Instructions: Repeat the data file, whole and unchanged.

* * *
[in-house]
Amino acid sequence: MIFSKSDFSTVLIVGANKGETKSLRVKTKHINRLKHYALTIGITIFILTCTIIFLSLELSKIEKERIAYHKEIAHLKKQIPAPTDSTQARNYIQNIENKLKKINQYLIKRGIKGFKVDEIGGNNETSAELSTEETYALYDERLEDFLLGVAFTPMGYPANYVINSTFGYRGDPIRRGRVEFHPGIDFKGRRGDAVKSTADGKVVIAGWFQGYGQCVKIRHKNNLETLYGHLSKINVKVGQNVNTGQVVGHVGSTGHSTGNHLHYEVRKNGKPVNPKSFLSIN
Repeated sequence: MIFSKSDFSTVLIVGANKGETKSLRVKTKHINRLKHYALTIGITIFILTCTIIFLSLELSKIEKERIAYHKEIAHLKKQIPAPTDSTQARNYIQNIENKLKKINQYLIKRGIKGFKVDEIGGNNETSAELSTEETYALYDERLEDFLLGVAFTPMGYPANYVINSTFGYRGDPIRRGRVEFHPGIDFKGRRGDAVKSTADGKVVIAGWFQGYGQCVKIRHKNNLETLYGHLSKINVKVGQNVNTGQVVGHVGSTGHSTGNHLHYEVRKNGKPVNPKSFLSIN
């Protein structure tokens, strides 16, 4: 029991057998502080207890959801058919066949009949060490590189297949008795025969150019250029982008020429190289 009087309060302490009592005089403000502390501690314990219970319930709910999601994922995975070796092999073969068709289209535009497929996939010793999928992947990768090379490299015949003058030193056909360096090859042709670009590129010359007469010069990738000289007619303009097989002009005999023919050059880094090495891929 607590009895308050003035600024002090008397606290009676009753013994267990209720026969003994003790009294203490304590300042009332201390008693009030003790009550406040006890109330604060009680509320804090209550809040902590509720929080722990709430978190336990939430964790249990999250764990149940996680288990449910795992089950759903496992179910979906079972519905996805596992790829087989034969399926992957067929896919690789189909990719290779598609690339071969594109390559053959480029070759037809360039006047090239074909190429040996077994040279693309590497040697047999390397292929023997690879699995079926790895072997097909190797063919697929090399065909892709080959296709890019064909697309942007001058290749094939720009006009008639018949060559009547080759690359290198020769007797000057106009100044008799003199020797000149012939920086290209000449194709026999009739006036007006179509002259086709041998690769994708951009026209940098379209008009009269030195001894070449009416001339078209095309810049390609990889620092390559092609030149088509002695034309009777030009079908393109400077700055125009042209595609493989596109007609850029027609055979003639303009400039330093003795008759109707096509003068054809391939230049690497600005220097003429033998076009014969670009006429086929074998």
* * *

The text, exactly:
[in-house]
Amino acid sequence: MIFSKSDFSTVLIVGANKGETKSLRVKTKHINRLKHYALTIGITIFILTCTIIFLSLELSKIEKERIAYHKEIAHLKKQIPAPTDSTQARNYIQNIENKLKKINQYLIKRGIKGFKVDEIGGNNETSAELSTEETYALYDERLEDFLLGVAFTPMGYPANYVINSTFGYRGDPIRRGRVEFHPGIDFKGRRGDAVKSTADGKVVIAGWFQGYGQCVKIRHKNNLETLYGHLSKINVKVGQNVNTGQVVGHVGSTGHSTGNHLHYEVRKNGKPVNPKSFLSIN
Repeated sequence: MIFSKSDFSTVLIVGANKGETKSLRVKTKHINRLKHYALTIGITIFILTCTIIFLSLELSKIEKERIAYHKEIAHLKKQIPAPTDSTQARNYIQNIENKLKKINQYLIKRGIKGFKVDEIGGNNETSAELSTEETYALYDERLEDFLLGVAFTPMGYPANYVINSTFGYRGDPIRRGRVEFHPGIDFKGRRGDAVKSTADGKVVIAGWFQGYGQCVKIRHKNNLETLYGHLSKINVKVGQNVNTGQVVGHVGSTGHSTGNHLHYEVRKNGKPVNPKSFLSIN
């Protein structure tokens, strides 16, 4: 029991057998502080207890959801058919066949009949060490590189297949008795025969150019250029982008020429190289 009087309060302490009592005089403000502390501690314990219970319930709910999601994922995975070796092999073969068709289209535009497929996939010793999928992947990768090379490299015949003058030193056909360096090859042709670009590129010359007469010069990738000289007619303009097989002009005999023919050059880094090495891929 607590009895308050003035600024002090008397606290009676009753013994267990209720026969003994003790009294203490304590300042009332201390008693009030003790009550406040006890109330604060009680509320804090209550809040902590509720929080722990709430978190336990939430964790249990999250764990149940996680288990449910795992089950759903496992179910979906079972519905996805596992790829087989034969399926992957067929896919690789189909990719290779598609690339071969594109390559053959480029070759037809360039006047090239074909190429040996077994040279693309590497040697047999390397292929023997690879699995079926790895072997097909190797063919697929090399065909892709080959296709890019064909697309942007001058290749094939720009006009008639018949060559009547080759690359290198020769007797000057106009100044008799003199020797000149012939920086290209000449194709026999009739006036007006179509002259086709041998690769994708951009026209940098379209008009009269030195001894070449009416001339078209095309810049390609990889620092390559092609030149088509002695034309009777030009079908393109400077700055125009042209595609493989596109007609850029027609055979003639303009400039330093003795008759109707096509003068054809391939230049690497600005220097003429033998076009014969670009006429086929074998």